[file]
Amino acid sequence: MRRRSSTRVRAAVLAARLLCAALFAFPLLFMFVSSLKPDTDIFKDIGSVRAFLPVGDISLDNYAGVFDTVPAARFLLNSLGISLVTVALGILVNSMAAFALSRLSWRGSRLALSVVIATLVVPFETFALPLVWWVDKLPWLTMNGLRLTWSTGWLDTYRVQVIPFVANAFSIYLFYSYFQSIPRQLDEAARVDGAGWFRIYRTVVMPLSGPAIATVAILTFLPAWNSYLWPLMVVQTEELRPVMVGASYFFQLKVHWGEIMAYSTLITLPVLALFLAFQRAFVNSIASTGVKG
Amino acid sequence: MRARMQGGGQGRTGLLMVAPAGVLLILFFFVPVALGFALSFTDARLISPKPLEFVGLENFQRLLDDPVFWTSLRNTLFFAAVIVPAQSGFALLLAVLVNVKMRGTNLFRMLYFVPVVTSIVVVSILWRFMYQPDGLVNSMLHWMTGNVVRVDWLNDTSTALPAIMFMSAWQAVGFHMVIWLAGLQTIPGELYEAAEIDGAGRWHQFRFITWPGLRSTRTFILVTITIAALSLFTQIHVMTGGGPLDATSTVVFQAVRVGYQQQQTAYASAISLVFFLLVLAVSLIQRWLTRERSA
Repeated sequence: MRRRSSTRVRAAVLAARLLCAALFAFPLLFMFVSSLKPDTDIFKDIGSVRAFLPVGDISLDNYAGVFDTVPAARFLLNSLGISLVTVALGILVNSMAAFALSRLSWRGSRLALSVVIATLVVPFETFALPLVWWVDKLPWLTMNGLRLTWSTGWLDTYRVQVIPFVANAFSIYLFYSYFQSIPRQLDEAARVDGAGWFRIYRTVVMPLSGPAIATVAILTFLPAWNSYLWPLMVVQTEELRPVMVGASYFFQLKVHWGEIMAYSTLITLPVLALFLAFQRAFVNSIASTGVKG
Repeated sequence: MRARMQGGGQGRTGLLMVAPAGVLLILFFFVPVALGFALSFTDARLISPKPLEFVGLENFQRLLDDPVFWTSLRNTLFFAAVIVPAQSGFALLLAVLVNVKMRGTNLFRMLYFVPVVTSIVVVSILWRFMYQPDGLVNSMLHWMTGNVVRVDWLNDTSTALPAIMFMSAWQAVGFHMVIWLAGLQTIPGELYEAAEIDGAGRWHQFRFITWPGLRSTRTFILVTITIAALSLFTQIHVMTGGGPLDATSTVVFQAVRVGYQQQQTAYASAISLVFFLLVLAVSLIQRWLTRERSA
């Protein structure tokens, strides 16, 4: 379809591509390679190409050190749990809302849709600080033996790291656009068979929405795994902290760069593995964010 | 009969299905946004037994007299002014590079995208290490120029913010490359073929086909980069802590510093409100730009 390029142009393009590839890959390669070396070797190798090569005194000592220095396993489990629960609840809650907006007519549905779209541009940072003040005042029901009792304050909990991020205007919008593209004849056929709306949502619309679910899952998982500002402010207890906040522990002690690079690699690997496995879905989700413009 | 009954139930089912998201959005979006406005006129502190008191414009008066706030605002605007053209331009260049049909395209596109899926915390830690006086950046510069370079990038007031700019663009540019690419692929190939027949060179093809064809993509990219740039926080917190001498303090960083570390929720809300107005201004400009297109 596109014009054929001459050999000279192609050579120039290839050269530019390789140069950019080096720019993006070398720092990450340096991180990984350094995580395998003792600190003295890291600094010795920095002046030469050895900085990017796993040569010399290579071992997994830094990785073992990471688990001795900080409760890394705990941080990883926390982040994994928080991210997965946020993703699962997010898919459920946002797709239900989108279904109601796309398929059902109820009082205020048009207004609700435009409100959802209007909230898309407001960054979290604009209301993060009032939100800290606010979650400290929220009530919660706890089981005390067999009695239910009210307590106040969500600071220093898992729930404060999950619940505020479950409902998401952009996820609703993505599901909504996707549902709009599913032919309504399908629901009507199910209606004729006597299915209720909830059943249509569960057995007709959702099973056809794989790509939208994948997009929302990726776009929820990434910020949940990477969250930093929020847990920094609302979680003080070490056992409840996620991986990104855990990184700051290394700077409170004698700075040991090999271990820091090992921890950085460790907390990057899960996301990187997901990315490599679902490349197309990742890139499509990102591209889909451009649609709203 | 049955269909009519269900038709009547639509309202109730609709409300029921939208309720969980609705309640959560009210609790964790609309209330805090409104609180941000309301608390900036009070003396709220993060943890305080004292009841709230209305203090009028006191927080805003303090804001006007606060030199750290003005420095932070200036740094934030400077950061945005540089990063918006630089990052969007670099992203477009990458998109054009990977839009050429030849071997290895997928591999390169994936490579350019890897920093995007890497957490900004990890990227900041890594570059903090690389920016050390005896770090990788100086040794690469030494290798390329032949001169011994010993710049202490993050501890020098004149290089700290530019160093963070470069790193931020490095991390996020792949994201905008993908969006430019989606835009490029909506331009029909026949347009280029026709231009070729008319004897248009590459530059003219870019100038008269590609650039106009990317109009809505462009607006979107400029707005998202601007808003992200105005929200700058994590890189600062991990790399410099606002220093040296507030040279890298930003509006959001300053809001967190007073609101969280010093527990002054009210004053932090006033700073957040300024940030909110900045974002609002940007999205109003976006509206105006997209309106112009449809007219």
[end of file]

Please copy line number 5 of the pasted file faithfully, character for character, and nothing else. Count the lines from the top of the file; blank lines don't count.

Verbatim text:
């Protein structure tokens, strides 16, 4: 379809591509390679190409050190749990809302849709600080033996790291656009068979929405795994902290760069593995964010 | 009969299905946004037994007299002014590079995208290490120029913010490359073929086909980069802590510093409100730009 390029142009393009590839890959390669070396070797190798090569005194000592220095396993489990629960609840809650907006007519549905779209541009940072003040005042029901009792304050909990991020205007919008593209004849056929709306949502619309679910899952998982500002402010207890906040522990002690690079690699690997496995879905989700413009 | 009954139930089912998201959005979006406005006129502190008191414009008066706030605002605007053209331009260049049909395209596109899926915390830690006086950046510069370079990038007031700019663009540019690419692929190939027949060179093809064809993509990219740039926080917190001498303090960083570390929720809300107005201004400009297109 596109014009054929001459050999000279192609050579120039290839050269530019390789140069950019080096720019993006070398720092990450340096991180990984350094995580395998003792600190003295890291600094010795920095002046030469050895900085990017796993040569010399290579071992997994830094990785073992990471688990001795900080409760890394705990941080990883926390982040994994928080991210997965946020993703699962997010898919459920946002797709239900989108279904109601796309398929059902109820009082205020048009207004609700435009409100959802209007909230898309407001960054979290604009209301993060009032939100800290606010979650400290929220009530919660706890089981005390067999009695239910009210307590106040969500600071220093898992729930404060999950619940505020479950409902998401952009996820609703993505599901909504996707549902709009599913032919309504399908629901009507199910209606004729006597299915209720909830059943249509569960057995007709959702099973056809794989790509939208994948997009929302990726776009929820990434910020949940990477969250930093929020847990920094609302979680003080070490056992409840996620991986990104855990990184700051290394700077409170004698700075040991090999271990820091090992921890950085460790907390990057899960996301990187997901990315490599679902490349197309990742890139499509990102591209889909451009649609709203 | 049955269909009519269900038709009547639509309202109730609709409300029921939208309720969980609705309640959560009210609790964790609309209330805090409104609180941000309301608390900036009070003396709220993060943890305080004292009841709230209305203090009028006191927080805003303090804001006007606060030199750290003005420095932070200036740094934030400077950061945005540089990063918006630089990052969007670099992203477009990458998109054009990977839009050429030849071997290895997928591999390169994936490579350019890897920093995007890497957490900004990890990227900041890594570059903090690389920016050390005896770090990788100086040794690469030494290798390329032949001169011994010993710049202490993050501890020098004149290089700290530019160093963070470069790193931020490095991390996020792949994201905008993908969006430019989606835009490029909506331009029909026949347009280029026709231009070729008319004897248009590459530059003219870019100038008269590609650039106009990317109009809505462009607006979107400029707005998202601007808003992200105005929200700058994590890189600062991990790399410099606002220093040296507030040279890298930003509006959001300053809001967190007073609101969280010093527990002054009210004053932090006033700073957040300024940030909110900045974002609002940007999205109003976006509206105006997209309106112009449809007219």